[flashrom] New development guidelines after 0.9.7
stefan.tauner at student.tuwien.ac.at
Thu Jul 18 03:21:47 CEST 2013
Our current development model with elaborate reviews has not been
working for a while now. Therefore, beginning with the release of
flashrom 0.9.7 our strategy on merging patches will change radically.
The current rules regarding committing to subversion can be found here:
Essentially they prohibit merging non-trivial patches without explicit
consent from another community member and is not too specific on the
requirements for an ack.
Below is my proposal for the new rules which works with implicit
consent after timeouts. The exact time values are completely open for
discussion of course.
I would also like to introduce some kind of stable branch where we can
commit important backported patches, if need be, without releasing all
non-critical fixes committed in the meantime (as was the case with
0.9.6.1 for example). I would not have a problem doing this with git,
but I am not so sure if I want to try that with svn... let's pretend
there is a community consensus to continue with svn for now.
Is that sensible to do? AFAIK this would produce odd revision numbers
(which is one of the main arguments pro svn).
I would also like to clean up the commit permissions and name the ones
with commit rights in the wiki.
IMHO the following ppl should have commit rights:
carldani, stefanct, dhendrix, kmalkki, idwer
I am not sure about uwe and twice11, because they are (sadly) not even
active on IRC or the ml. Everyone else's permission should be revoked.
= Reviews =
Contributors without commit rights should receive at least a preliminary review within one week of submission by some committer.
At minimum this should include a broad indication of acceptance or rejection of...
* the idea/rationale/motivation,
* the implementation
In general, reviews should focus on the architectural changes and things that affect flashrom as a whole.
This includes (but is by no means limited to) changes in APIs and types, safety, portability, extensibility, and maintainability.
The purpose of reviews is not to create perfect patches, but to steer development in the right direction and produce consensus within the community.
The goal of each patch should be to improve the state of the project - it does not need to fix all problems of the respective field perfectly.
NB: New contributors may need more detailed advices and should be told about minor issues like formatting problems more precisely.
The result of a review should either be a
== Acked-by ==
* Trivial stuff like...
** compile fixes (that are tested on all or at least some affected and some ''unaffected'' platforms),
** marking boards/chips/programmers as tested, and
** typo and whitespace fixes etc.
:do not need an Acked-by line from someone else than the author.
* If the patch is something like a board enable, new chip(set) support etc. (i.e. no refactoring, no architectural impact), you can get an ack from someone who is not an experienced developer after he/she has tested the patch, or ack yourself if proof exists that it worked.
* However, for more complicated patches you should get a review from someone who knows the code well if possible.
** If no one replies to the patch submission on the mailing list within 2 weeks, you may assume consent by the community and ack yourself.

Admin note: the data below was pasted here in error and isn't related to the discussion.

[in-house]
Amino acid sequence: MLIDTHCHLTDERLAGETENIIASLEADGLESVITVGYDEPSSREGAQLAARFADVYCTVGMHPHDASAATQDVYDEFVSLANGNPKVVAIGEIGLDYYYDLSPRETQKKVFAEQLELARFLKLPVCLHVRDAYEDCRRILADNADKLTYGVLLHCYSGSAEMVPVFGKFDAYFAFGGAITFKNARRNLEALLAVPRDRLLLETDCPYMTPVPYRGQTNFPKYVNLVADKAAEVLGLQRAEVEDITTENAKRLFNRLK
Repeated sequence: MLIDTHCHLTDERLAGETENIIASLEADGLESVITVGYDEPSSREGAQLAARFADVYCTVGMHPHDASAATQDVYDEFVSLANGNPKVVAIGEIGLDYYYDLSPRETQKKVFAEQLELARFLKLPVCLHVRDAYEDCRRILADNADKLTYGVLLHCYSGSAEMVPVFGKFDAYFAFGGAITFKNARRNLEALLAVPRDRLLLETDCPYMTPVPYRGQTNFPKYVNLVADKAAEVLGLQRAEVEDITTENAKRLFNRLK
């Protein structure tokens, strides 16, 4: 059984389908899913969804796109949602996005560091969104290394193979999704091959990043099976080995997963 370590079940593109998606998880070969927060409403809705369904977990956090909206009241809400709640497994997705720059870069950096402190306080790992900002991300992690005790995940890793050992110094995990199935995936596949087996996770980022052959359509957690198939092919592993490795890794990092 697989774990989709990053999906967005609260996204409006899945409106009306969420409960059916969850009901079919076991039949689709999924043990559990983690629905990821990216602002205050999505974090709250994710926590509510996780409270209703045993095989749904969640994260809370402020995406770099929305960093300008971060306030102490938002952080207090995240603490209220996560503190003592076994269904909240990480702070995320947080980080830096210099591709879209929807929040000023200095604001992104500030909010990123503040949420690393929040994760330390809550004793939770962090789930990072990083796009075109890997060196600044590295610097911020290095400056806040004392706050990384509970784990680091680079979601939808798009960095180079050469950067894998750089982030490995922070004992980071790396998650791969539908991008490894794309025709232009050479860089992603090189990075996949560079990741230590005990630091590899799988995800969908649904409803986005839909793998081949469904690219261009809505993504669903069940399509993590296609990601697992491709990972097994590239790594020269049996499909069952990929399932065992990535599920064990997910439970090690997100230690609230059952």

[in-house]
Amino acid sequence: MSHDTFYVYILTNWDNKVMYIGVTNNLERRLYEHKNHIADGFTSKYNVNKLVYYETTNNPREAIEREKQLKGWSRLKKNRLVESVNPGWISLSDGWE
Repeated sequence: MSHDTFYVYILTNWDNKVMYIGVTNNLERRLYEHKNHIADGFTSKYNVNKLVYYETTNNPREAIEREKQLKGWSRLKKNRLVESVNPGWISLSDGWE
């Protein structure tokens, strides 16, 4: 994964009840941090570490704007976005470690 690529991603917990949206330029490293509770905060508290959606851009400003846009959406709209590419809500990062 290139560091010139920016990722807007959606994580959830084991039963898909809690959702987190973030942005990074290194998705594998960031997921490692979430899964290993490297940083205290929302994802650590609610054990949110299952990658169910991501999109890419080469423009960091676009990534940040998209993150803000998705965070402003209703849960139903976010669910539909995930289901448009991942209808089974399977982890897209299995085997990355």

** If, however, one of the known community members comments on your submission and requests changes or further information/a rationale etc., you need to come to some consensus with that member about the points complained about (only).
*** If your answer (e.g. in form of a new iteration of the patch including the requested changes or a mail containing the requested information) does not get any replies for three weeks, you may ack yourself.
*** When consensus in all points have been reached, but no explicit ack has been sent, then the submission falls under the same timeout rule again; i.e. if no one replies to your last e-mail within 2 weeks, you may ack yourself.
* Contributions from people without commit rights should not be treated much differently.
: Maintainers should merge them if there is no objection from the community within the timeframes and according to the rule set described above.
= Committing =
Those with commit rights to the (currently subversion-based) source repository should follow the following rules.
** Changes should generally be discussed and reviewed before committing, see [[Development_Guidelines#Reviews|above]]
* The commit log
** Should start with a short sentence summing up the changes of the patch.
** Optionally this should be prefixed with a topic or file name if the changes are targeting one area only.
** End the sentence with a full stop followed by an empty line.
** The body of the commit log should be short, but descriptive: If anyone involved in flashrom reads your comment in a year, she/he shall still be able to understand what your commit is about, without analyzing the code (what was the motivation for the change? what are the differences to the previous behavior?).
** At the end it has to list Signed-off-by lines of all authors and at least one Acked-by line.
** Optionally one can add Tested-by lines to give credit to testers.
** If you ack something and the sender has commit rights, let him commit unless he asks you to commit.
*: If the sender does not have commit rights, wait at least 24 hours after sending the ack to give him/her an opportunity to add final refinements or comments.
** After committing please reply to the mailing thread that contains the patch with at least the revision in the body to notify anyone involved of the commit and document it for references in the future and in patchwork or similar facilities.
* Don't share your login(s)/password(s) (should be obvious, but sadly it is not for everyone :)
Kind regards/Mit freundlichen Grüßen, Stefan Tauner
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